Low and behold, here comes Gamestop, benevolent multi-billion dollar corporation and friendly choke hold on video game distribution in the market, to save the day. Bring in your vanilla copy of TLoU between July 27th and August 2nd and the retailer will slash Remastered’s tag down by 50%. If my team of mathematicians are correct in their calculations, that’s a savings of $25 (don’t quote me on it, though).
The Last of Us Remastered, if you don’t know, features the original new-classic brought up to full 1080p resolution and optimized at 60 frames-per-second. The game as been re-textured, re-did, and recombobulated. Included is every piece of DLC released to date, featuring the seminal Left Behind and its exercise of precision storytelling. Want to poke around Naughty Dog’s head, too? Well, good thing a developer’s commentary is worked into the package.
Escape Dead Island Announced; A Tropical Adventure Game Spiced Up with Madness and the Undead
Publisher Deep SIlver is not about to let the zombie infested gravy train that is Dead Island ride away into the sunset without taking a bite…out of…zombie gravy… All right, I don’t have a degree in metaphors. Screw it.
What I’m saying is Deep Silver is making a shitload of Dead Islands. From dipping into the MOBA genre with Dead Island: Epidemic to barreling at next-gen with Dead Island 2, it’s a lttle eye-widening to hear that a third release is imminent, heading for PC, PS3, and Xbox 360 this Fall. With this horde of the digital dead shuffling after our wallets, it’s a fortunate thing for Deep Silver that Escape Dead Island looks so promising.
Forgoing the Action-RPG setup of the original Dead Island (which was heavier on the action than the RPG), Escape is actually a third-person adventure game where you have to mix up stealth maneuvering and advantages in the environment to bust some undead skull.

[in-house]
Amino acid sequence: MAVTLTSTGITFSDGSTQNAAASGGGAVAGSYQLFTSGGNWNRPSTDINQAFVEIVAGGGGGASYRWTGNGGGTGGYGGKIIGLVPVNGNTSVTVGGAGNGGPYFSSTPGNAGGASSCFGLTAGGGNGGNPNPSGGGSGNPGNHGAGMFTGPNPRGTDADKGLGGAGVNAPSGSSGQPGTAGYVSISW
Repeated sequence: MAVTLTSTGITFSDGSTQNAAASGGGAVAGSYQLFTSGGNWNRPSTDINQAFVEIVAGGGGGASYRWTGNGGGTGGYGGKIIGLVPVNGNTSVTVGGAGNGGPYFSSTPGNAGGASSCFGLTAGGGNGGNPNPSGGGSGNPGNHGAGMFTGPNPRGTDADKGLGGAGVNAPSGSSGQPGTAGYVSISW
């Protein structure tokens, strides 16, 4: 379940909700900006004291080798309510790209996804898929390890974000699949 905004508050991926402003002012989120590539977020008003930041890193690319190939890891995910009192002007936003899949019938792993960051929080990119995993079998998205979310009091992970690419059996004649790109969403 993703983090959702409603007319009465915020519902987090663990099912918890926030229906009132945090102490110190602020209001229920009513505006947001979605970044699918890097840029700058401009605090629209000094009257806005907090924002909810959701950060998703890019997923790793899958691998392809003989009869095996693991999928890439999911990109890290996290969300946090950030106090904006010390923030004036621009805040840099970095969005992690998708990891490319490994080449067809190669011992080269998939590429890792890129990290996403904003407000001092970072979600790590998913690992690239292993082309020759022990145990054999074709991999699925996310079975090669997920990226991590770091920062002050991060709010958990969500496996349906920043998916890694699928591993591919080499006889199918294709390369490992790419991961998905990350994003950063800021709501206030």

More mindful of story in this single-player narrative, you’ll control Cliff Calo, an investigator sent this doomed chain of islands to figure out why the locals are bitier than usual. Cliff’s noticeable shortcoming as an intrepid photojournalist would have to be his loose grip on reality. Throughout the game, you’ll hallucinate outlandish sights that even reshape the environment – or outright kill you, thus pushing you through a “time loop” to before you went all Hunter S. Thompson.
The result makes Escape Dead Island seem like a combination of Far Cry 3’s dream sequences with a Darksiders-ish adventure game where your surroundings play into gameplay much more than just scenery. Sure, they might be flogging the zombie horse cranking out these Dead Island titles. But they at least show the same imagination and promise Escape does, I say ride that undead gravy train of horse flogging.
Watch From Dreams - The Making of The Last of Us: Left Behind
DLC add-on’s are typically just that: add-on’s; an addendum that, honestly, isn’t a crucial component to the main experience, but serves as an extra caveat for fans hungering for more.
Left Behindis a groundbreaking triumph in that regard by serving as a completely necessary expansion to the core themes of loss, love, and survival...